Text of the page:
The Department of Physics welcomes Dr. Srivatsan Chakram for their weekly colloquium. Dr. Chakram is a Postdoctoral Researcher at the University of Chicago.
Abstract: Superconducting circuits have emerged as one of the most promising platforms for quantum computation as a result of rapid advances in coherence and control over the past few decades. Most modern superconducting processors are based on the transmon circuit, and rely on nearest-neighbor interactions for gate operations and entanglement. In this talk, I will present an alternative architecture for superconducting quantum information and simulation, involving many harmonic modes of a multimode cavity coupled and controlled by a single transmon circuit. This multimode circuit-QED system leverages the long coherence times and restricted decoherence channels of superconducting microwave cavities. Additionally, the architecture has a high degree of connectivity while being hardware efficient, with gate operations performed between arbitrary pairs of cavity modes using only a few control lines that drive the transmon. Our implementation of such a processor uses – the quantum flute, a novel rectangular 3D multimode cavity with a tailored mode dispersion, that is protected from seam loss and possesses O(10) distinct modes with photon lifetimes approaching a millisecond. I will present various schemes for universal control of the multimode Hilbert space using the dispersively coupled transmon, and discuss schemes for engineering designer photon-photon interactions.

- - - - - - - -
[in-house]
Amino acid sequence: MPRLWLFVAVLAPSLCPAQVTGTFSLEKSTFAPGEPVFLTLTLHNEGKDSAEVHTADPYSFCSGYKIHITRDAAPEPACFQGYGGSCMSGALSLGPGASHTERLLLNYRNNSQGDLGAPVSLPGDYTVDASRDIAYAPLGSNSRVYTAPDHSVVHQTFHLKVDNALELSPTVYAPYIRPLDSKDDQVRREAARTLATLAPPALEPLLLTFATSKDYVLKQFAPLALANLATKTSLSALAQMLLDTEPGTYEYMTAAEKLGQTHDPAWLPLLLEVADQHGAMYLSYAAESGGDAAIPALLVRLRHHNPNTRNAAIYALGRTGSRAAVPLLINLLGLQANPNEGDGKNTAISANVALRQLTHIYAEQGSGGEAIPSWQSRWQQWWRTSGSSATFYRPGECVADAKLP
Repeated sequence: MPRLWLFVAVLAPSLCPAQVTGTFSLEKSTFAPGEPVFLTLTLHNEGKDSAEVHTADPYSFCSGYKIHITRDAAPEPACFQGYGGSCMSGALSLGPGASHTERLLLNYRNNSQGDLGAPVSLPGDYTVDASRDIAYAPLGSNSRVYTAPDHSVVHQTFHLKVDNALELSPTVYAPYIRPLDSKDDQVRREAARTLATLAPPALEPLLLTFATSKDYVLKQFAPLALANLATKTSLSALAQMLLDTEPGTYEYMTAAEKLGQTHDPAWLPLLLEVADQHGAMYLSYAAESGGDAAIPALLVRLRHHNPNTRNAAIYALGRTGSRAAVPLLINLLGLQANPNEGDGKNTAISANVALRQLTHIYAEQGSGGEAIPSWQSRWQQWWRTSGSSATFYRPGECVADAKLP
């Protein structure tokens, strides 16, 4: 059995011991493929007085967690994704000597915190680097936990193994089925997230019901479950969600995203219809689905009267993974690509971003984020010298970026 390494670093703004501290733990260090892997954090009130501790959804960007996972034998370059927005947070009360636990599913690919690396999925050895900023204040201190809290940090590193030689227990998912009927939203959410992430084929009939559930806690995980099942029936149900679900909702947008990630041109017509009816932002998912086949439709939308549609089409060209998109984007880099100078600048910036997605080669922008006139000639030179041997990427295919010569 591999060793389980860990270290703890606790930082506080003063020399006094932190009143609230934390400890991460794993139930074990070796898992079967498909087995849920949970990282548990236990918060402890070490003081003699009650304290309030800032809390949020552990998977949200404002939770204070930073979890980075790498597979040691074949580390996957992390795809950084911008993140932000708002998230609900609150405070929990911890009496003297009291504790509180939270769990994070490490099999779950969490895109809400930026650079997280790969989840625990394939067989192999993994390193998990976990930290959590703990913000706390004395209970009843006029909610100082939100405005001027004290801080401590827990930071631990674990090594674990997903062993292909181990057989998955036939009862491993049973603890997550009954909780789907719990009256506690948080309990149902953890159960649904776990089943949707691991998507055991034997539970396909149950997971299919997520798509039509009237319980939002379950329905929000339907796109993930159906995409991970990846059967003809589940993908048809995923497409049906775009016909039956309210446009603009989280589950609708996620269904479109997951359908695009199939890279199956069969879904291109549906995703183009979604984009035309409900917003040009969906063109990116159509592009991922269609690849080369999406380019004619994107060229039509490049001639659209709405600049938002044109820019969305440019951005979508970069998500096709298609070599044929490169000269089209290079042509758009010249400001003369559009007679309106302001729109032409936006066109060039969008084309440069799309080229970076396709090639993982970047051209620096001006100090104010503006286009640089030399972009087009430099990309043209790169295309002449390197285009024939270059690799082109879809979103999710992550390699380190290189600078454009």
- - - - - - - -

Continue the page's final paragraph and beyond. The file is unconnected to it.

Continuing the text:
This event was published on January 23, 2020.
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